How the Family Home Is Valuated in a Divorce

The family residence is the largest shared asset for many Virginia couples, particularly those with high net worth. Selling off the house is an easy way to get a fair value for divorce purposes, but what if one spouse intends to keep the property? According to the Huffington Post, obtaining a current property value is a critical step in divorce proceedings involving real estate.

One way to do that is to calculate a comparable price for the home. Known as comparative market analysis, couples should understand that the condition of the family home is not used as part of the evaluation process. Therefore, this method may not be completely accurate, despite the fact that it costs less money. The analysis is done by looking at homes in the same area that have been sold or are still on the market, and can usually be performed by a realtor.

Another method is to have a licensed appraiser to evaluate the home and assign it a monetary value. Using an appraiser provides people with solid evidence concerning the true value of the home since it is considered the most reliable method. With an appraisal, people can make sure that they are not getting shortchanged when it comes to equity if they letting the other spouse buy them out. It can also prevent overpayment for people who are planning to keep the home,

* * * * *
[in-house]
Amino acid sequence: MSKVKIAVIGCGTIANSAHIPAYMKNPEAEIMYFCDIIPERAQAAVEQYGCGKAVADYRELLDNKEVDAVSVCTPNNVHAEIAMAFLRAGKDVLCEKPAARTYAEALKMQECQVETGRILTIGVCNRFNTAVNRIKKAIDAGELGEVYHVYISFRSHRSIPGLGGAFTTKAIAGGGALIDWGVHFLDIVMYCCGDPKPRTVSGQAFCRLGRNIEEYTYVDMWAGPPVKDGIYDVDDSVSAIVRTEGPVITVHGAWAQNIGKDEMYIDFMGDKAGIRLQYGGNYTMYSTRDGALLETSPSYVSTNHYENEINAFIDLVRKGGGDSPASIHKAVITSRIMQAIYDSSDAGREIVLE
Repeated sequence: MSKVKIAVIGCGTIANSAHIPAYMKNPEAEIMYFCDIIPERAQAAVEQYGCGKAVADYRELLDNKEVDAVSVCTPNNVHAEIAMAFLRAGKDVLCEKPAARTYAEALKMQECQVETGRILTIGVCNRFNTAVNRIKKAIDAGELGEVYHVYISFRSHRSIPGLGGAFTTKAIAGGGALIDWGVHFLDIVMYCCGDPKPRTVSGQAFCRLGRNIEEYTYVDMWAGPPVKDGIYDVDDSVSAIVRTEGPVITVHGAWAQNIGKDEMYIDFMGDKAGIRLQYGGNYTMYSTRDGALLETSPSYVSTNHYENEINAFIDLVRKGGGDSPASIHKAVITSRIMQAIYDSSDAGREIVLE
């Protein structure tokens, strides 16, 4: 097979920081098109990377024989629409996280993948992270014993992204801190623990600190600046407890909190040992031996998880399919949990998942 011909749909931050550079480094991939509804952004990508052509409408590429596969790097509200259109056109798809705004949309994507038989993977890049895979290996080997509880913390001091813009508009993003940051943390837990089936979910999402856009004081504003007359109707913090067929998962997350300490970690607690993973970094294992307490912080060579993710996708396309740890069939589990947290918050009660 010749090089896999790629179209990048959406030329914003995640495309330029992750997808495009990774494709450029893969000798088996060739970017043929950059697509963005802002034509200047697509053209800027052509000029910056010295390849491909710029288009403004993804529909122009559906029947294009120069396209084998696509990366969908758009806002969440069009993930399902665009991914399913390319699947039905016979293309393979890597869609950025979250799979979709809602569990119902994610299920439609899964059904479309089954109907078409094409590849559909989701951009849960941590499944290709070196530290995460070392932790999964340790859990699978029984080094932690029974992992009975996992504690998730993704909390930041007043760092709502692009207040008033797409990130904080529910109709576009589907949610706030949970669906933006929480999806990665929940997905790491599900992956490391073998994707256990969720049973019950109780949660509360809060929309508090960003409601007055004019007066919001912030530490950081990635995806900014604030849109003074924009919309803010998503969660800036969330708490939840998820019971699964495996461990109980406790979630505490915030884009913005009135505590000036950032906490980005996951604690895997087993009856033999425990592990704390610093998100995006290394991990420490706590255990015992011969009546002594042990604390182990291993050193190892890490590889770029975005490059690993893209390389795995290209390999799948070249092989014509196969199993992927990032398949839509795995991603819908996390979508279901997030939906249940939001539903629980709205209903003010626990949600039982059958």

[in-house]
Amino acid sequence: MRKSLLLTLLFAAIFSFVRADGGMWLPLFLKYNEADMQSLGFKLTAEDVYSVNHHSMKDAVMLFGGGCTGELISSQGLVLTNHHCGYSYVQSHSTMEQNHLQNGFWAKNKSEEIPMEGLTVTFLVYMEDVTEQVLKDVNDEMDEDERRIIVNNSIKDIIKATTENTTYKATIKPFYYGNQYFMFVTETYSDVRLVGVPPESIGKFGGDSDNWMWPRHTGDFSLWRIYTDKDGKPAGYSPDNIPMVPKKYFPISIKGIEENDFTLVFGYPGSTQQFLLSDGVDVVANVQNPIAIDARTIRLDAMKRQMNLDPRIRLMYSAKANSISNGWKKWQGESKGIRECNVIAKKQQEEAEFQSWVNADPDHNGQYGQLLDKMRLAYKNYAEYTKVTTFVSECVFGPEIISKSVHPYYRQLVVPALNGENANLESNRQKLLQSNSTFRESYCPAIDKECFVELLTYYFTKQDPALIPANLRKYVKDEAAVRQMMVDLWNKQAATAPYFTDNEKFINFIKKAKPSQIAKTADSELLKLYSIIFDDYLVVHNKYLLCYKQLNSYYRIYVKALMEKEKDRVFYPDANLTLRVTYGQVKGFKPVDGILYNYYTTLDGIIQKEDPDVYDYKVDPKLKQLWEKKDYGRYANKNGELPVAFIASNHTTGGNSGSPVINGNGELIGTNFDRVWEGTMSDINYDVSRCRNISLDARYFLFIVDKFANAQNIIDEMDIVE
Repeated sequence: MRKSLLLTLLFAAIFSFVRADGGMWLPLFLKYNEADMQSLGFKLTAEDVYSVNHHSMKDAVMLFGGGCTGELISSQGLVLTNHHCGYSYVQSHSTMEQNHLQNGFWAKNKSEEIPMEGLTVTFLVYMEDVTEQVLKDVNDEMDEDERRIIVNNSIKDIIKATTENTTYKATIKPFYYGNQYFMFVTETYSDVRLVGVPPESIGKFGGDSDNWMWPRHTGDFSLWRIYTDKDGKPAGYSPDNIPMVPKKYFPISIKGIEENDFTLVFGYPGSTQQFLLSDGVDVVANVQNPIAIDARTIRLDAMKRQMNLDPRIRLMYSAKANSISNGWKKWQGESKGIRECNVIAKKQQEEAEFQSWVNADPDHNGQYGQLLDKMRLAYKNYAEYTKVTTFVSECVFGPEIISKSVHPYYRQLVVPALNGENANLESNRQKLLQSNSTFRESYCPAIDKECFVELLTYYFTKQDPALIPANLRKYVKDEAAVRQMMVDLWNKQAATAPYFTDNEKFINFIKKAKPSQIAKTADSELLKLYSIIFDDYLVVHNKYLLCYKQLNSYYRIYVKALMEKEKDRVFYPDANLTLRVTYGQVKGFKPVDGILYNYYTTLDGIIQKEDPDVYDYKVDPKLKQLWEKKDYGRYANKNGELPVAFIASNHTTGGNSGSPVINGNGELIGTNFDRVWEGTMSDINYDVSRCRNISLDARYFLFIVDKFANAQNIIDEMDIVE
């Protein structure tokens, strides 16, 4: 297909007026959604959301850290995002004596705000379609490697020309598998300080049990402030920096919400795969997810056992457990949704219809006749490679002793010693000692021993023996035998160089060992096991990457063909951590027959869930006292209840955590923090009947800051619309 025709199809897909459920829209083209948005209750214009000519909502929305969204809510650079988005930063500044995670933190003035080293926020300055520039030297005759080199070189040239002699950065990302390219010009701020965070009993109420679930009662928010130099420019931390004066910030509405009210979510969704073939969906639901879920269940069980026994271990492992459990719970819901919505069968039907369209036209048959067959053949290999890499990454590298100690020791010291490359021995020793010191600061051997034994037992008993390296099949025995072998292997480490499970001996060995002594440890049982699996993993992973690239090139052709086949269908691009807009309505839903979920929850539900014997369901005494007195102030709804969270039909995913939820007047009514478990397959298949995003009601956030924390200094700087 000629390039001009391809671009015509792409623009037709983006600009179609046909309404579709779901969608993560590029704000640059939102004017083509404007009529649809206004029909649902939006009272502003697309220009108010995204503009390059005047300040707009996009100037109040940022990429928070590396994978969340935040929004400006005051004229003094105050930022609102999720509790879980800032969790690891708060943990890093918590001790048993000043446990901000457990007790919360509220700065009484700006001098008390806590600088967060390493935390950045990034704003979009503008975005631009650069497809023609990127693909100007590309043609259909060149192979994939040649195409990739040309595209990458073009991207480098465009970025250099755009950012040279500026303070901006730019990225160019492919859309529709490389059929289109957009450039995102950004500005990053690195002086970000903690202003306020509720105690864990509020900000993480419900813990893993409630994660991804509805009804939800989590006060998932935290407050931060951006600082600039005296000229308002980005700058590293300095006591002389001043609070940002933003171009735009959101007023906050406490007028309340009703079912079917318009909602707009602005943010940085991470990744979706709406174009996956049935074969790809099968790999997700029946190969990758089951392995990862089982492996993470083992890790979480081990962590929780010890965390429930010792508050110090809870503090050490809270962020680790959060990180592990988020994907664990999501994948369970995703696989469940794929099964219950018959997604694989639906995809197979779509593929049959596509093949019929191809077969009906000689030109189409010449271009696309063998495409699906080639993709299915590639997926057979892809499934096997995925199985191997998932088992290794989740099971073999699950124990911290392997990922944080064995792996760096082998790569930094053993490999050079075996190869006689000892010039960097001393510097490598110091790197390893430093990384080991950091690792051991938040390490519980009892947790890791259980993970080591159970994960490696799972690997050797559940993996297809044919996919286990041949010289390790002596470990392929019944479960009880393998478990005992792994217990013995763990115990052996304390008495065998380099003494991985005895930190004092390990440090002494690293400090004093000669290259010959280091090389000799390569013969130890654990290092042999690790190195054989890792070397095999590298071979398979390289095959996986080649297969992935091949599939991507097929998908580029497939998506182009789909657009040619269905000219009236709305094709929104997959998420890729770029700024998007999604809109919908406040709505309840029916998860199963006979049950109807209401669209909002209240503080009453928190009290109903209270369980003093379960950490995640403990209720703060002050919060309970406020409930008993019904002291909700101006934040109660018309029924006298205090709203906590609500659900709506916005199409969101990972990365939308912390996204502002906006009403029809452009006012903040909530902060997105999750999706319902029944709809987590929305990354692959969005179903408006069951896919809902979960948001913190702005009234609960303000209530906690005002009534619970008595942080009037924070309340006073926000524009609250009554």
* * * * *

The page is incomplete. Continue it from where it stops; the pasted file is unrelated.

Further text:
It is also important for people to understand the role that the date of valuation plays, Forbes states. Once the valuation date is determined, couples should understand that it will not matter if the marital assets climb or decrease in value after that date. This means if the housing market goes up between the valuation date and the date of the divorce decree, one spouse cannot use it to renegotiate the divorce settlement. The valuation date may be the date that the couple filed for divorce, for legal separation or the date of the trial depending on state laws.